Changyuraptor yangi (Han et al. 2014; Early Cretaceous) nests here between Ornitholestes and Microraptor (Fig 2) and is midway in size.

Figure 3. This cladogram for Saurornithoides also recovers the nesting of Chanyuraptor between Microlestes and the microraptors.

References
Han G, Chiappe LM, Ji S-A, Habib M, Turner AH, Chinsamy A, Liu X and Han L 2014. A new raptorial dinosaur with exceptionally long feathering provides insights into dromaeosaurid flight performance. Nature Communications DOI: 10.1038/ncomms5382

wiki/Changyuraptor

Mei long 2 in Gao et al. 2012: an Early Cretaceous flightless bird, not a troodontid.

Taxon exclusion mars this otherwise wonderful study
from Gao et al. 2012 of a second Mei long (Fig. 1) found earlier (note the curled in situ specimen in gray, museum number DNHM D2154; in Fig. 1) from the Early Cretaceous of China.

Figure 1. Two Mei long specimens, one in vivo, one in situ.  Click to enlarge.
Figure 1. Two Mei long specimens, one in vivo, one in situ.  

Gao et al. report,
“A second nearly complete, articulated specimen of the basal troodontid Mei long (DNHM D2154) is reported from the Early Cretaceous (Hauterivian-Valanginian) lower Yixian Formation, Liaoning Province, China.”

Unfortunately
the large reptile tree (LRT, 1870+ taxa; subset Fig. 3) nests Mei long far from any troodontids.

If only Gao et al. would have added appropriate taxa.
Here (Fig. 2) are the closest relatives of Mei long within the bird clade Scansoriopterygidae (Fig. 3). Note that some still have long, folding forelimbs replete with feathers. Mei long was more like a small ostrich in the Early Cretaceous. Click HERE to enlarge the image on another web page.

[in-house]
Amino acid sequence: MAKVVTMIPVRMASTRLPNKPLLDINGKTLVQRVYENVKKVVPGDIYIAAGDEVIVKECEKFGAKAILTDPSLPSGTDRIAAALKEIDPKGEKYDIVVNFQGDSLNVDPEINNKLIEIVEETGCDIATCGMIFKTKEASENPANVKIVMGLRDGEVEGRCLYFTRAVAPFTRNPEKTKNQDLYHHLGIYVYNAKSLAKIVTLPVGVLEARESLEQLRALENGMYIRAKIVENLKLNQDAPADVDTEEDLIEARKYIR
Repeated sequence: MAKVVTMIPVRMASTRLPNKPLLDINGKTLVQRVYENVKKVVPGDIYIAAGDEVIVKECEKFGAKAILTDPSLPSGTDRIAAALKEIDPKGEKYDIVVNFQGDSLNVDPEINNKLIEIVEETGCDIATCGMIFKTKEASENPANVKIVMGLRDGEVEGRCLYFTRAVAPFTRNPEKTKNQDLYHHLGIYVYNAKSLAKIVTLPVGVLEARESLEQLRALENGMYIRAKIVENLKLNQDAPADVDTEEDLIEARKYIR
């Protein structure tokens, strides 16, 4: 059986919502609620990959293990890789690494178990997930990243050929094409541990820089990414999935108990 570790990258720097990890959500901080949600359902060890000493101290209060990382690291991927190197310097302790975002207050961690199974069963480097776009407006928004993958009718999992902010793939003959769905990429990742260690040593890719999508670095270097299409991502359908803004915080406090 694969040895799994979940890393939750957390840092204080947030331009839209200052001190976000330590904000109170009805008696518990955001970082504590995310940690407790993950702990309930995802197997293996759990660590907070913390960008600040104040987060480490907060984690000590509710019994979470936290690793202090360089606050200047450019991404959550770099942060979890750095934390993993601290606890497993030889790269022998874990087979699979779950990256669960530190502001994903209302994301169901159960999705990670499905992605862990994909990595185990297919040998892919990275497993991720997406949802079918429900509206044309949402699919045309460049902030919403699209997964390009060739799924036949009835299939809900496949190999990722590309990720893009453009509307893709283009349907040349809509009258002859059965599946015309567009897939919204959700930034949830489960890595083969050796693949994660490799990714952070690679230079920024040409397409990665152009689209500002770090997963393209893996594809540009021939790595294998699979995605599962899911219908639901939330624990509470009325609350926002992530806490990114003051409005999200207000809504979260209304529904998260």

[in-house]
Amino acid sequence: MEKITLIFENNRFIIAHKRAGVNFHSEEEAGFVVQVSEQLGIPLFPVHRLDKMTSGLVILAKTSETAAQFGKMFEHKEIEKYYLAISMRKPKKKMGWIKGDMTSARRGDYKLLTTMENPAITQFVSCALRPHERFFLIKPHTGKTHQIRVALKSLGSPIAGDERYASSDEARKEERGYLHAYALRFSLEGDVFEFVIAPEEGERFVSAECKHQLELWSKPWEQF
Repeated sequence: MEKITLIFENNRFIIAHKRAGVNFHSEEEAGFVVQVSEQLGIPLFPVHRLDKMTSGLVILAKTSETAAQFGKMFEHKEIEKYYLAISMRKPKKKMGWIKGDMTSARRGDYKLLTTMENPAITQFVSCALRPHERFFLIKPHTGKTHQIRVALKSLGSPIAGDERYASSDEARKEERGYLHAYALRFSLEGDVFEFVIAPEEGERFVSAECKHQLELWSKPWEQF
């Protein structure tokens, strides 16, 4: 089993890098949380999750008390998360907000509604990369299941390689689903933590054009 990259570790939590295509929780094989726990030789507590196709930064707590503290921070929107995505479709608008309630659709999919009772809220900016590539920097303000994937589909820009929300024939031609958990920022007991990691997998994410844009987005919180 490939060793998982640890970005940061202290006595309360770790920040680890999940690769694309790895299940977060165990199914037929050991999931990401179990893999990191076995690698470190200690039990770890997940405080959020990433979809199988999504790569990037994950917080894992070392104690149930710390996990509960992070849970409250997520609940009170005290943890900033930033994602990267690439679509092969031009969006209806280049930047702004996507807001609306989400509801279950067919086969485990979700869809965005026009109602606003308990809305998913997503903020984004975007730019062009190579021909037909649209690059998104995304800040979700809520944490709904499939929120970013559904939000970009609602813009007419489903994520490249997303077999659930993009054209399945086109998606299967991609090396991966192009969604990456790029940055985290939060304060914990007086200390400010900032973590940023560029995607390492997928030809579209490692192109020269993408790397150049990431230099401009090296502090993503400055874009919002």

Figure 1. Click to enlarge. Scansoriopterygids to scale.
in the LRT to scale.

Mei long
(IVPP V12733, Xu and Norell 2004, Early Cretaceous) is famous for its 3D preservation in a curled up sleeping posture. Originally considered a young juvenile, bird-like troodontid, Mei long nests in the large reptile tree between the xx specimen of Archaeopteryx and Scansoriopteryx amid the scansoriopterygid basal birds. A second specimen, DNHM D2154 (Gao et al. 2012), was also preserved in a sleeping posture. Mei is derived from a sister to the Munich specimen of Archaeopteryx and was basal to other scansoriopterygids.


Figure 3. Subset of the LRT focusing on basal theropods, including Mei, nesting here in orange within the Scasoriopterygidae following several Solnhofen birds (=Archaeopteryx).
Figure 4. From Gao et al. 2012. Colors added to match figure 3.

References
Gao C, Morschhauser EM, Varricchio DJ, Liu J and Zhao B 2012. A Second Soundly Sleeping Dragon: New Anatomical Details of the Chinese Troodontid Mei long with Implications for Phylogeny and Taphonomy. PLoS ONE 7(9): e45203. doi:10.1371/journal.pone.0045203

Saurornitholestes enters the LRT

Today
Saurornitholestes langstoni (Sues 1978, Evans, et al. 2014; Currie and Evans 2019; Campanian; Figs. 1, 2) enters the large reptile tree (LRT, 1870+ taxa; subset Fig. 3) basal to the bird mimics, Wulong, Sinusonasus, Hesperornithoides, Caihong, Changyuraptor, Microraptor and Sinornithosaurus.

Figure 1. Museum mount of Sinornitholestes.
Figure 2. Skull of Sinornitholestes langstonit. Colorized here.

All these taxa
are derived from Ornitholestes in the LRT (subset Fig. 3).

Figure 3. Subset of the LRT focusing on derived theropods leading to birds.

Not surprisingly, considering that large ‘killer claw’,
Saurornitholestes is also basal to the clades that give rise to Velociraptor and the clade of bird precursors.

References
Currie PJ and Evans DC 2019.
Cranial Anatomy of New Specimens of Saurornitholestes langstoni (Dinosauria, Theropoda, Dromaeosauridae) from the Dinosaur Park Formation (Campanian) of Alberta. The Anatomical Record Advances in Integrative Anatomy and Evolutionary Biology 303(3) DOI:10.1002/ar.24241
Evans DC, Larson DW Cullen,TM and Sullivan RM 2014. “Saurornitholestes” robustus is a troodontid (Dinosauria: Theropoda): Canadian Journal of Earth Sciences, v. 51, p. 730–734.
Sues H-D 1978. A new small theropod dinosaur from the Judith River Formation (Campanian) of Alberta Canada. Zoological Journal of the Linnean Society 62: 381-400.

 

 

reptileevolution.com/saurornitholestes.htm